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2017-09-15
Aliases: timerclear(3), timerclear(3), timerclear(3), timerclear(3), timerclear(3), timerclear(3), timercmp(3), timercmp(3), timercmp(3), timercmp(3), timercmp(3), timercmp(3), timerisset(3), timerisset(3), timerisset(3), timerisset(3), timerisset(3), timerisset(3), timersub(3), timersub(3), timersub(3), timersub(3), timersub(3), timersub(3)

manpages-dev

Manual pages about using GNU/Linux for development

man-pages

Linux kernel and C library user-space interface documentation

NAME

timeradd, timersub, timercmp, timerclear, timerisset - timeval operations

SYNOPSIS

#include <sys/time.h>

void timeradd(struct timeval *a, struct timeval *b, struct timeval *res);
void timersub(struct timeval *a, struct timeval *b, struct timeval *res);
void timerclear(struct timeval *tvp);
int timerisset(struct timeval *tvp);
int timercmp(struct timeval *a, struct timeval *b, CMP);
Feature Test Macro Requirements for glibc (see feature_test_macros(7)):
All functions shown above:
Since glibc 2.19:
_DEFAULT_SOURCE
Glibc 2.19 and earlier:
_BSD_SOURCE

DESCRIPTION

The macros are provided to operate on timeval structures, defined in <sys/time.h> as:
struct timeval {
time_t tv_sec; /* seconds */
suseconds_t tv_usec; /* microseconds */ };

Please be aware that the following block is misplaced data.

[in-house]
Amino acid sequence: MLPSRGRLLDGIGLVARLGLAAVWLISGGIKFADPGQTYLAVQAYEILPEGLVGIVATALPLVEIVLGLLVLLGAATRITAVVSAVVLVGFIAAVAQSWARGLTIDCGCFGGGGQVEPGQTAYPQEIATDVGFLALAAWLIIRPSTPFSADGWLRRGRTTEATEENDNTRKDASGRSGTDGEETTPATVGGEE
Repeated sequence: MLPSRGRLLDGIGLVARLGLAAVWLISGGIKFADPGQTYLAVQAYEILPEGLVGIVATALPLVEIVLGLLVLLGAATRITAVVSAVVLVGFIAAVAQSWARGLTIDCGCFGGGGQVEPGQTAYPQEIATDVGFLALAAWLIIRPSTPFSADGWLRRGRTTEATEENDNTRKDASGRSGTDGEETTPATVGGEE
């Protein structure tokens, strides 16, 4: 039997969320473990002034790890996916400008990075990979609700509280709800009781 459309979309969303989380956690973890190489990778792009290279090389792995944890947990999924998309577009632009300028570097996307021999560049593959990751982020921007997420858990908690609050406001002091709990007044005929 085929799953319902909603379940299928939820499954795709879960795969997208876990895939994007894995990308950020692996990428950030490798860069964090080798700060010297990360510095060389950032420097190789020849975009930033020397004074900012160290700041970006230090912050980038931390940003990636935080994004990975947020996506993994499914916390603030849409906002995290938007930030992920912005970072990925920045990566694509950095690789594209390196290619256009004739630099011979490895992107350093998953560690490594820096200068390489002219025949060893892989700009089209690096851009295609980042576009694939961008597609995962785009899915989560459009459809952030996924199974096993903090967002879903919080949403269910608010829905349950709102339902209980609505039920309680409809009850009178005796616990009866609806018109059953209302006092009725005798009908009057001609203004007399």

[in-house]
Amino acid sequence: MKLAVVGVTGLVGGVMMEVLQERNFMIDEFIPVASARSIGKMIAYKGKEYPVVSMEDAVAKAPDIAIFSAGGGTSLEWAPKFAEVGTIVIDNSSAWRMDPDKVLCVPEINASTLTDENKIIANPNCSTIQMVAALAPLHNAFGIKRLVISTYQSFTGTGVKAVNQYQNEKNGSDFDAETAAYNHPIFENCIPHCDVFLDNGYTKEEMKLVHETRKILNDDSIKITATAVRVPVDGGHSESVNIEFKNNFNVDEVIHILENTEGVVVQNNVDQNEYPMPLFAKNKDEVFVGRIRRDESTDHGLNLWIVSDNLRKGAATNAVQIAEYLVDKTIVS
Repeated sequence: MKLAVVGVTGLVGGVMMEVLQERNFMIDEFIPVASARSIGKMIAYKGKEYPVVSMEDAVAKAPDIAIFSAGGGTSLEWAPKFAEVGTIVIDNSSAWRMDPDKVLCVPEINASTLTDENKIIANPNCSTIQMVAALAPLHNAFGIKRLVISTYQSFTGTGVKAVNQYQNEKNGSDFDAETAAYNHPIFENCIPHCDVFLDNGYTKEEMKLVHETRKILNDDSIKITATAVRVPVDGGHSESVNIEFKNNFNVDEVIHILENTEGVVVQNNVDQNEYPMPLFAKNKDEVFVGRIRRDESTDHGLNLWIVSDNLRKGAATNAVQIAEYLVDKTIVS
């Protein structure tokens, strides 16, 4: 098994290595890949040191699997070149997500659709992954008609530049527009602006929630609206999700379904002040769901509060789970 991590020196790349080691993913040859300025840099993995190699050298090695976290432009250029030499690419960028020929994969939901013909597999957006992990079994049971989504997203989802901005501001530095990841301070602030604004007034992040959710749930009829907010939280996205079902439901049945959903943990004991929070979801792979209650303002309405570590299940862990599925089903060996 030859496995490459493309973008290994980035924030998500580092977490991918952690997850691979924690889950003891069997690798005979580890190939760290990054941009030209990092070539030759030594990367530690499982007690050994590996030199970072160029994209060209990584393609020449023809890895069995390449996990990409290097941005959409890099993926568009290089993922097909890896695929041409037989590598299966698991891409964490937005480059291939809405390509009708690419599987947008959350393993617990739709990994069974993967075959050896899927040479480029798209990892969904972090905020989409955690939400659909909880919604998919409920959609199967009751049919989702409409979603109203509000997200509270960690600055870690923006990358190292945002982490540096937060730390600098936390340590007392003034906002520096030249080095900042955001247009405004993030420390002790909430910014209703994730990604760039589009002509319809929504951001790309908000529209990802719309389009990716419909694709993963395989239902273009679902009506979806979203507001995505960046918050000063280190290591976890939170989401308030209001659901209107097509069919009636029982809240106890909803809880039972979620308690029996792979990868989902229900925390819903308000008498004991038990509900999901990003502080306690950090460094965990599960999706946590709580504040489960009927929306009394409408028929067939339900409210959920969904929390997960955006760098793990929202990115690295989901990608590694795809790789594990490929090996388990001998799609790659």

timeradd() adds the time values in a and b, and places the sum in the timeval pointed to by res. The result is normalized such that res->tv_usec has a value in the range 0 to 999,999.
timersub() subtracts the time value in b from the time value in a, and places the result in the timeval pointed to by res. The result is normalized such that res->tv_usec has a value in the range 0 to 999,999.
timerclear() zeros out the timeval structure pointed to by tvp, so that it represents the Epoch: 1970-01-01 00:00:00 +0000 (UTC).
timerisset() returns true (nonzero) if either field of the timeval structure pointed to by tvp contains a nonzero value.
timercmp() compares the timer values in a and b using the comparison operator CMP, and returns true (nonzero) or false (0) depending on the result of the comparison. Some systems (but not Linux/glibc), have a broken timercmp() implementation, in which CMP of >=, <=, and == do not work; portable applications can instead use
!timercmp(..., <)
!timercmp(..., >)
!timercmp(..., !=)

RETURN VALUE

timerisset() and timercmp() return true (nonzero) or false (0).

ERRORS

No errors are defined.

CONFORMING TO

Not in POSIX.1. Present on most BSD derivatives.

REFERENCED BY

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